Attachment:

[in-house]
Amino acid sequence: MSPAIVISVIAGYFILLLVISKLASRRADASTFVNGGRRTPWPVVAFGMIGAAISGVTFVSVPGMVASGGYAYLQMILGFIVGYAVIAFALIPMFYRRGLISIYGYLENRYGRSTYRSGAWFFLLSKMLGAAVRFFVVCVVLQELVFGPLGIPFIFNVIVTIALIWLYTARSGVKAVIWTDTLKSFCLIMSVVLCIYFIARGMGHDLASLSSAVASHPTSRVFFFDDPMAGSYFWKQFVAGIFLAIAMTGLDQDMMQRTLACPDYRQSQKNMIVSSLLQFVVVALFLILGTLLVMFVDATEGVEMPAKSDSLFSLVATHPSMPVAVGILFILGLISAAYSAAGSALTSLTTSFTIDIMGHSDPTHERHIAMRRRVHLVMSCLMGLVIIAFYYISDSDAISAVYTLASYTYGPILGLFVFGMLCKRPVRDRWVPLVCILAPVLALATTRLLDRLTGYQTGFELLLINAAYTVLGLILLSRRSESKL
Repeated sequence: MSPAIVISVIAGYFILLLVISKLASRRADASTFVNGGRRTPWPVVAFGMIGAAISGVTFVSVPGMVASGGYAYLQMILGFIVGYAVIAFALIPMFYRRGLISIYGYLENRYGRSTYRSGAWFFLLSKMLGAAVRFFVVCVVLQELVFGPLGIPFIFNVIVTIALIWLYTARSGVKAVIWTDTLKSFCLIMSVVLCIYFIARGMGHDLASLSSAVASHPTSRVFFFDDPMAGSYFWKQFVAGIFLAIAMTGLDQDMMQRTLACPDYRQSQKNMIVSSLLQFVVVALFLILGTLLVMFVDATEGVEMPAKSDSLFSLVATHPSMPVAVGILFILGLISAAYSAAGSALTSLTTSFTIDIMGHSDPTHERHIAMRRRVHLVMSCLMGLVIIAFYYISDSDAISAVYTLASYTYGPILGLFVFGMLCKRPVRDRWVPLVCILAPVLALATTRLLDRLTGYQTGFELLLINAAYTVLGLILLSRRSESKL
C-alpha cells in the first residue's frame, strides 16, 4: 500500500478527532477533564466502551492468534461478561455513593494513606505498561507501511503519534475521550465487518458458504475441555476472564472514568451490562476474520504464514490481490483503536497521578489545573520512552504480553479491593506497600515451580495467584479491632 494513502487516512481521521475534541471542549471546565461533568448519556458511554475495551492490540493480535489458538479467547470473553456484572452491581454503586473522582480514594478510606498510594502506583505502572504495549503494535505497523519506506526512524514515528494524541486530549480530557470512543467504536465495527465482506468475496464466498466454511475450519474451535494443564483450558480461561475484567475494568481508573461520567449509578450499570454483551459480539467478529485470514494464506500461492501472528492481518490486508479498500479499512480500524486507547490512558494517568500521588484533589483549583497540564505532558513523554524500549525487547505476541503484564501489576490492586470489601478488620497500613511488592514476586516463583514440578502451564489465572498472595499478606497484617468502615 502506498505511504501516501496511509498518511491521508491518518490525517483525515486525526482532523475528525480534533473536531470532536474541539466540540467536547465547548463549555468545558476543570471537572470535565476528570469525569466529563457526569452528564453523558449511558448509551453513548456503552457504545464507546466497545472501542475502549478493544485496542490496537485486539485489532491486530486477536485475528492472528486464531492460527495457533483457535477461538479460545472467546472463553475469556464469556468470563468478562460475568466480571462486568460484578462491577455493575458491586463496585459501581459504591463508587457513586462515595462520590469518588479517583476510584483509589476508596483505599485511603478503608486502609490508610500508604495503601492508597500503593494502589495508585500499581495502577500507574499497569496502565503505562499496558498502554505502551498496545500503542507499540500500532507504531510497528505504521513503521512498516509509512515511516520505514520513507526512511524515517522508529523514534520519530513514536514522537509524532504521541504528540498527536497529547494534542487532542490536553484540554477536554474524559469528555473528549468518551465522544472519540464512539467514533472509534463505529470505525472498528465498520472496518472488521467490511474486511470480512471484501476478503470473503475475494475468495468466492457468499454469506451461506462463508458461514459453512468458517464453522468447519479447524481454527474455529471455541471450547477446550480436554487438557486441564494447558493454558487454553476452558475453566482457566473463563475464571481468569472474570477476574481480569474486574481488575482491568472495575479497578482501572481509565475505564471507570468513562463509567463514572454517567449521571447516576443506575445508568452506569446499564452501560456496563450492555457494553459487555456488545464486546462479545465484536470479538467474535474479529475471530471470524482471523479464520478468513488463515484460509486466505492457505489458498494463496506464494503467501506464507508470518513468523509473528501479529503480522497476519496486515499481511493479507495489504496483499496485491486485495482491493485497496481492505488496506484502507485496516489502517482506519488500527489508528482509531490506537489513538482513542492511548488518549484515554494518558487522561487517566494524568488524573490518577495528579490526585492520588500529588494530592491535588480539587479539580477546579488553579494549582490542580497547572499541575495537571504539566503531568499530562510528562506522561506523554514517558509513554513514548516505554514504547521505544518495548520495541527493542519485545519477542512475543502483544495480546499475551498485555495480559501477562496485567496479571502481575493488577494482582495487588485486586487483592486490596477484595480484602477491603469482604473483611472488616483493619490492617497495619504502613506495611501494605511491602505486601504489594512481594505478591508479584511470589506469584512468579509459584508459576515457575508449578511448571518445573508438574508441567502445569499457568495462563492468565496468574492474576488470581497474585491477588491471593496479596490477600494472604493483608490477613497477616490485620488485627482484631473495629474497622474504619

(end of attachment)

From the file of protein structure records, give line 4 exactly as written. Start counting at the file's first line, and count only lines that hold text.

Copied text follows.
C-alpha cells in the first residue's frame, strides 16, 4: 500500500478527532477533564466502551492468534461478561455513593494513606505498561507501511503519534475521550465487518458458504475441555476472564472514568451490562476474520504464514490481490483503536497521578489545573520512552504480553479491593506497600515451580495467584479491632 494513502487516512481521521475534541471542549471546565461533568448519556458511554475495551492490540493480535489458538479467547470473553456484572452491581454503586473522582480514594478510606498510594502506583505502572504495549503494535505497523519506506526512524514515528494524541486530549480530557470512543467504536465495527465482506468475496464466498466454511475450519474451535494443564483450558480461561475484567475494568481508573461520567449509578450499570454483551459480539467478529485470514494464506500461492501472528492481518490486508479498500479499512480500524486507547490512558494517568500521588484533589483549583497540564505532558513523554524500549525487547505476541503484564501489576490492586470489601478488620497500613511488592514476586516463583514440578502451564489465572498472595499478606497484617468502615 502506498505511504501516501496511509498518511491521508491518518490525517483525515486525526482532523475528525480534533473536531470532536474541539466540540467536547465547548463549555468545558476543570471537572470535565476528570469525569466529563457526569452528564453523558449511558448509551453513548456503552457504545464507546466497545472501542475502549478493544485496542490496537485486539485489532491486530486477536485475528492472528486464531492460527495457533483457535477461538479460545472467546472463553475469556464469556468470563468478562460475568466480571462486568460484578462491577455493575458491586463496585459501581459504591463508587457513586462515595462520590469518588479517583476510584483509589476508596483505599485511603478503608486502609490508610500508604495503601492508597500503593494502589495508585500499581495502577500507574499497569496502565503505562499496558498502554505502551498496545500503542507499540500500532507504531510497528505504521513503521512498516509509512515511516520505514520513507526512511524515517522508529523514534520519530513514536514522537509524532504521541504528540498527536497529547494534542487532542490536553484540554477536554474524559469528555473528549468518551465522544472519540464512539467514533472509534463505529470505525472498528465498520472496518472488521467490511474486511470480512471484501476478503470473503475475494475468495468466492457468499454469506451461506462463508458461514459453512468458517464453522468447519479447524481454527474455529471455541471450547477446550480436554487438557486441564494447558493454558487454553476452558475453566482457566473463563475464571481468569472474570477476574481480569474486574481488575482491568472495575479497578482501572481509565475505564471507570468513562463509567463514572454517567449521571447516576443506575445508568452506569446499564452501560456496563450492555457494553459487555456488545464486546462479545465484536470479538467474535474479529475471530471470524482471523479464520478468513488463515484460509486466505492457505489458498494463496506464494503467501506464507508470518513468523509473528501479529503480522497476519496486515499481511493479507495489504496483499496485491486485495482491493485497496481492505488496506484502507485496516489502517482506519488500527489508528482509531490506537489513538482513542492511548488518549484515554494518558487522561487517566494524568488524573490518577495528579490526585492520588500529588494530592491535588480539587479539580477546579488553579494549582490542580497547572499541575495537571504539566503531568499530562510528562506522561506523554514517558509513554513514548516505554514504547521505544518495548520495541527493542519485545519477542512475543502483544495480546499475551498485555495480559501477562496485567496479571502481575493488577494482582495487588485486586487483592486490596477484595480484602477491603469482604473483611472488616483493619490492617497495619504502613506495611501494605511491602505486601504489594512481594505478591508479584511470589506469584512468579509459584508459576515457575508449578511448571518445573508438574508441567502445569499457568495462563492468565496468574492474576488470581497474585491477588491471593496479596490477600494472604493483608490477613497477616490485620488485627482484631473495629474497622474504619